Decreased EEG in anaesthesia seen in (LQ)
Ref: Basics of anesthesia by Miller, 5th Ed, page 507
a. Bispectral index (BIS) is one of several technologies which purport to monitor depth of anesthesia. BIS monitors are intended to replace or supplement Guedel's classification system for determining depth of anesthesia.
b. Titrating anesthetic agents to a specific bispectral index during general anesthesia in adults (and children over 1 year old) allows the anesthetist to adjust the amount of anesthetic agent to the needs of the patient, possibly resulting in a more rapid emergence from anesthesia.
c. Use of the BIS monitor is thought to reduce the incidence of intraoperative awareness in surgeries. The bispectral index is a statistically based, empirically derived complex parameter.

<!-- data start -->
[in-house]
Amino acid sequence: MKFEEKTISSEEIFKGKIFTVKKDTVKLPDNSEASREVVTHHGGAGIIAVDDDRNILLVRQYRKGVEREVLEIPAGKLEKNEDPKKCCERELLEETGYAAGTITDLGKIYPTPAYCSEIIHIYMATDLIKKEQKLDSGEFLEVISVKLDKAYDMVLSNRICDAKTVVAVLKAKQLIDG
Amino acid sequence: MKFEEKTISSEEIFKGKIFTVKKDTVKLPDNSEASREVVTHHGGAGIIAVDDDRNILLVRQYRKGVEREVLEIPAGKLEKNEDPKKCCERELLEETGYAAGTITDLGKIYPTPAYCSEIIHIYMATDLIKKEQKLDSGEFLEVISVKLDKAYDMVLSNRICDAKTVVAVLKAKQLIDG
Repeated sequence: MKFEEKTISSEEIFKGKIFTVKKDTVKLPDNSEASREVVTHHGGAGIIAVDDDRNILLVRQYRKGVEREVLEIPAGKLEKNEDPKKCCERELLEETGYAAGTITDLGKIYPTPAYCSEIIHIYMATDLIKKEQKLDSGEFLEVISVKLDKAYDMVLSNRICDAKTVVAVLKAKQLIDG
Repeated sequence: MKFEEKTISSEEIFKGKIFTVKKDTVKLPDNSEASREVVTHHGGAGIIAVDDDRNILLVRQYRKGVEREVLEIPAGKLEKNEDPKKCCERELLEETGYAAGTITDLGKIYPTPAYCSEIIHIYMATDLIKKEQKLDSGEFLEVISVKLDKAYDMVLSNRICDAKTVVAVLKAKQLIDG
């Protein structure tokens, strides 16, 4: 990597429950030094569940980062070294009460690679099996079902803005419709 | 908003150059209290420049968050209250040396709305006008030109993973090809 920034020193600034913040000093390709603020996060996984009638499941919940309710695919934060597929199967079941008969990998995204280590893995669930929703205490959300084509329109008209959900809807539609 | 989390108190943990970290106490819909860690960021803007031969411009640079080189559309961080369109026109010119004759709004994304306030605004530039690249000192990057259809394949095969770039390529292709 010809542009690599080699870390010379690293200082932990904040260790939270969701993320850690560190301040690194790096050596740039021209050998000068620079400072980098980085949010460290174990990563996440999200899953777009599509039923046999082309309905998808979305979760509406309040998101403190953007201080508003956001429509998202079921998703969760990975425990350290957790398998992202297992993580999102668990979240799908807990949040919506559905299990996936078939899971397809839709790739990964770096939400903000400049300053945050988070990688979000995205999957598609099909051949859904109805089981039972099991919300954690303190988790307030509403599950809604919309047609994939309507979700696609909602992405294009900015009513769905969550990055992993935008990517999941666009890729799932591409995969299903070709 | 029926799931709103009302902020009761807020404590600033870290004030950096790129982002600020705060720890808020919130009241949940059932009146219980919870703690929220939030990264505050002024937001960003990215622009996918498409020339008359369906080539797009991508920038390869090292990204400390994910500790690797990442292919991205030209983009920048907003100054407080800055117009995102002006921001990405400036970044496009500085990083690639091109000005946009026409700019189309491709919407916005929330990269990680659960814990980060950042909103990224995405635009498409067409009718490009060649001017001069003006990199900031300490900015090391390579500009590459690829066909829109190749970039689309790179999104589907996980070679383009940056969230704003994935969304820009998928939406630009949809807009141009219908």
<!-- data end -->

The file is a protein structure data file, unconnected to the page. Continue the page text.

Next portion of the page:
d. It is a weighted sum of electroencephalographic subparameters, including a time domain, frequency domain, and high order spectral subparameters.
e. The BIS monitor provides a single dimensionless number, the , which ranges from 0 (equivalent to EEG silence)to 100 (equivalent to fully awake and alert). A BIS value between 40 and 60 indicates an appropriate level for general anesthesia, as recommended by the manufacturer.
f. The BIS monitor thus gives the anesthetist an indication of how "deep" under anesthesia the patient is. The essence of BIS is to take a complex signal (the EEG), analyse it, and process the result into a single number. Most anesthetics (except Ketamine) cause dose dependant decrease of EEG frequency and increase in amplitude.
g. This includes volatile agents, propofol, barbiturates, benzodiazepines and narcotics.
h. Progressive hypothermia slows the EEG frequency spectrum with gradual reduction in amplitude of EEG waves.